The National Road Safety Commission (NRSC) is establishing 100 emergency response and first aid posts at strategic locations along major highways in the country.
Eight of such posts are already completed and fully stocked with medical items and equipment including portable Very High Frequency (VHF) two-way radio device, safety boots and bicycles.
The posts are located at Asuboi, Bunso Junction, Asankare and Juaso on the Accra-Kumasi Highway; Toje, near Kasseh and Nogokpo, on the Accra-Aflao highway and Okyereko and Gomoa Ankamu, near Apam Junction, on the Accra-Takoradi highway.
The emergency response and first aid posts were funded by the World Bank under the Transport Sector Project (TSP) and are to respond to the needs of post-crash victims within the framework of the National Road Safety Strategy III (2011-2020) and would feed major hospitals on the main road corridors of Accra-Kumasi, Accra-Aflao and Accra-Takoradi highways.
They will be managed by the Ghana Red Cross Society with support from the National Disaster Management Organisation (NADMO), St Johns Ambulance, Ghana National Fire Service and the Ghana Police Service on a 24-hour basis.
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The Minister of Transport, Mr Kwaku Ofori Asiamah, inaugurated the facilities at Gomoa Ankamu last Friday.
He said the decision to establish the emergency response posts, which he also referred to as trauma centres, resulted from the lack of capacity of the Ghana Red Cross Society and the National Ambulance Service to deal with emergency issues with regard to providing medical care for road traffic crash victims.
He said the outcome of the lack of capacity was that accident victims were either taken care of late or by persons without the requisite training who innocently offered help but ended up causing more harm and in many cases death due to poor handling.
“The Road Safety Commission, therefore, undertook to strengthen the capacities of the three national institutions to enable them to give post-crash care to victims of road traffic crashes.
Through advocacy and resource mobilisation, the National Ambulance Service is being equipped with dedicated ambulances while training is ongoing for Emergency Medical Technicians (ETMs), with first aid posts also fully equipped,” he said.
According to Mr Asiamah, even though it was the target of the NRSC to establish 100 of the facilities across the country, not all the posts had been installed due to financial constraints.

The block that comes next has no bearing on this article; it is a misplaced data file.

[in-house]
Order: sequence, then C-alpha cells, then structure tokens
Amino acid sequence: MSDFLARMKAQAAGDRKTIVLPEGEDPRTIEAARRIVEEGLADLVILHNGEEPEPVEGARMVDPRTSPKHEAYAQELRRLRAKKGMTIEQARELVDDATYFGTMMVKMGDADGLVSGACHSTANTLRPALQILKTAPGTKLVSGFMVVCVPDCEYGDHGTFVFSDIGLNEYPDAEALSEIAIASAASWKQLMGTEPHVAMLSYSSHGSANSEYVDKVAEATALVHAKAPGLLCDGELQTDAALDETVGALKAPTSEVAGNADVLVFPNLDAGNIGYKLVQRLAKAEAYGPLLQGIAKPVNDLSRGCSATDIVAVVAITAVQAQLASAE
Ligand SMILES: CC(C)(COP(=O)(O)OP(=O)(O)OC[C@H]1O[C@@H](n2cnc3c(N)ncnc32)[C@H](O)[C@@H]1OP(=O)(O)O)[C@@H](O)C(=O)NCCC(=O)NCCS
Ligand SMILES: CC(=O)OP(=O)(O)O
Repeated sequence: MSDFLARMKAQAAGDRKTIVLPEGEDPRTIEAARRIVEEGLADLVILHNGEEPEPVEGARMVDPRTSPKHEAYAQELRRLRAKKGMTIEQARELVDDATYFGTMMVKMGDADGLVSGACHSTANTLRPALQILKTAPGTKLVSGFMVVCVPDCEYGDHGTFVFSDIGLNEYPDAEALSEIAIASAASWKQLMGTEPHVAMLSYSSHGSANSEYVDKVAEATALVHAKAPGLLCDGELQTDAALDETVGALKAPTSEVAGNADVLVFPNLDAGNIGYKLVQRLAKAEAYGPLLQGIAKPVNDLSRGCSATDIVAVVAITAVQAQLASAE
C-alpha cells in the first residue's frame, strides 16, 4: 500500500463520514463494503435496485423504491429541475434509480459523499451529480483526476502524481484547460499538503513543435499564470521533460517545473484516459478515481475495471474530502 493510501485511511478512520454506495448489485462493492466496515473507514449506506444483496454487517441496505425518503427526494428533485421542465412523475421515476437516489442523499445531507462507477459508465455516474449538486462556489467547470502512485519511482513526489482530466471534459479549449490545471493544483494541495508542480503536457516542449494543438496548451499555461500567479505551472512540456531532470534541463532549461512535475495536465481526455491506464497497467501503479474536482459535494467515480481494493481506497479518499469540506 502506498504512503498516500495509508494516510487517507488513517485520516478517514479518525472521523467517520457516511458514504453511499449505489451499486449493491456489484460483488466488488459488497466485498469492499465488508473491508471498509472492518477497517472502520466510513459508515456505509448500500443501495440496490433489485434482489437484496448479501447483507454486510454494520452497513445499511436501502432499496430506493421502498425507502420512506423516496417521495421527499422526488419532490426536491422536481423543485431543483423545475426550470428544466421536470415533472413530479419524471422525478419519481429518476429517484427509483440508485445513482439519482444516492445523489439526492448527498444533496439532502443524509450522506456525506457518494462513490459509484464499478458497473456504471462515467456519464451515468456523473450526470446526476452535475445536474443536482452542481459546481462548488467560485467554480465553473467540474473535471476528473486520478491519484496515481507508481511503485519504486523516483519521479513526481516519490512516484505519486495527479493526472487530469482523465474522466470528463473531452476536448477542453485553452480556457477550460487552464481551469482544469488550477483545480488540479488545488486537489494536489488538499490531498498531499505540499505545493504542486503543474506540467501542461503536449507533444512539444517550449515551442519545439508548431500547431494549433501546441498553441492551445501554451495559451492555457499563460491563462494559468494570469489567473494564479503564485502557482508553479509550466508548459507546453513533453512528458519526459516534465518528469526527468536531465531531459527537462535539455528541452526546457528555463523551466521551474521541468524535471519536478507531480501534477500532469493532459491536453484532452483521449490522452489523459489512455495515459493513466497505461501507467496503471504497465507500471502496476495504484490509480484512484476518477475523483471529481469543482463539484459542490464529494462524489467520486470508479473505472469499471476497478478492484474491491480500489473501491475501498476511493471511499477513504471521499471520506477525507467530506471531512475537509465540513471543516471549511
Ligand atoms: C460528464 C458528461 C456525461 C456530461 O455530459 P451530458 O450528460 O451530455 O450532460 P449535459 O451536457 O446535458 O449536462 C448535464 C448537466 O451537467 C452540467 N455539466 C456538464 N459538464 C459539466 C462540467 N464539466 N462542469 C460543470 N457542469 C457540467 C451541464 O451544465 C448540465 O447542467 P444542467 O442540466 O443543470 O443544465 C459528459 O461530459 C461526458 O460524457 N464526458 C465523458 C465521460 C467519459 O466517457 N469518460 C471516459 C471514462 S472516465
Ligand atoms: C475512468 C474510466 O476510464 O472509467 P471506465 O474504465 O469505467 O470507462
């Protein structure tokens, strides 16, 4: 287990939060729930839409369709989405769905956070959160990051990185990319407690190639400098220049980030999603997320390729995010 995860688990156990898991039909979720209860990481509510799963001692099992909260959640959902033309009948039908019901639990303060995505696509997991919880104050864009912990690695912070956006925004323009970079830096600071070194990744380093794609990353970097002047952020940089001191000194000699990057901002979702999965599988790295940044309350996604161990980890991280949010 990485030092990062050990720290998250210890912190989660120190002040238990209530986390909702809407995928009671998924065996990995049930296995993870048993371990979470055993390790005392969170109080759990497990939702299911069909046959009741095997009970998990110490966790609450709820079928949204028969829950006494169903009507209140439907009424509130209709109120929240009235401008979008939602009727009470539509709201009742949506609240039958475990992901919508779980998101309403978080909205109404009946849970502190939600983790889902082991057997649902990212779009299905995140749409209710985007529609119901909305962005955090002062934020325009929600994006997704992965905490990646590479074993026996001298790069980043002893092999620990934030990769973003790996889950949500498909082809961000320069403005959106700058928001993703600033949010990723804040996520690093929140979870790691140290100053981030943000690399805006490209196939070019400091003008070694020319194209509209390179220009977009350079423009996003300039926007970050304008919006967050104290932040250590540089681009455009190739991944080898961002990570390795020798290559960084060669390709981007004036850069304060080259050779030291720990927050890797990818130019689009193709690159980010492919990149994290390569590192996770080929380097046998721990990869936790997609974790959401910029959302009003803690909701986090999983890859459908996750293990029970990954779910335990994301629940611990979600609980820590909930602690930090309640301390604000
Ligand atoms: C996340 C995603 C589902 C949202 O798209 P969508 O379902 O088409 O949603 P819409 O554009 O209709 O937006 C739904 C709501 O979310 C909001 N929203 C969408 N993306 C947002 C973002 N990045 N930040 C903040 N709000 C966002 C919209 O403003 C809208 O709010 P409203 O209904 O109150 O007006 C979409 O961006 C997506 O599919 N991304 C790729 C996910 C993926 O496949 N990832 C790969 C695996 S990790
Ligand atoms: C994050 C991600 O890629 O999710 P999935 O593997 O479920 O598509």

Mr Asiamah urged public spirited organisations and individuals encouraged by the World Bank’s gesture to include support for the initiative in their corporate social responsibility programmes.
The minister also used the occasion to launch the 2019 Easter Road Safety Campaign. He reminded motorists to drive carefully and cautioned them against speeding and driving under the influence of alcohol.
He said with additional support from personnel of the Nation Builders Corps (NABCo) and other volunteers, the NRSC would in the coming days scale up its presence and visibility at major bus terminals and on road corridors across the country to reinforce global best practices in road safety.
“We must embrace a positive road safety culture that keeps the family united and ultimately the nation safe.
Let us love our families and demonstrate that with good behaviour on our roads.
That way, our families will stay safe to support each other. Let us work together and make the roads safe.
Let us be responsible road users and work towards achieving an incident-free Easter celebration and always remember that road safety is a shared and collective responsibility,” Mr Asiamah said.
The Deputy Minister of Roads and Highways and MP for Ejisu, Mr Kwabena Owusu-Aduomi, expressed regret about the increasing spate of road crashes despite the deliberate efforts by the government to improve the road network in the country.
"The ministry is disturbed because the more roads are improved, the more dangerous they become to lives and properties.
And this is because of indiscipline on the part of drivers who overtake wrongly, speed, park in carriage ways without warning triangles, overload their vehicles and disrespect traffic and warning signs,” he said.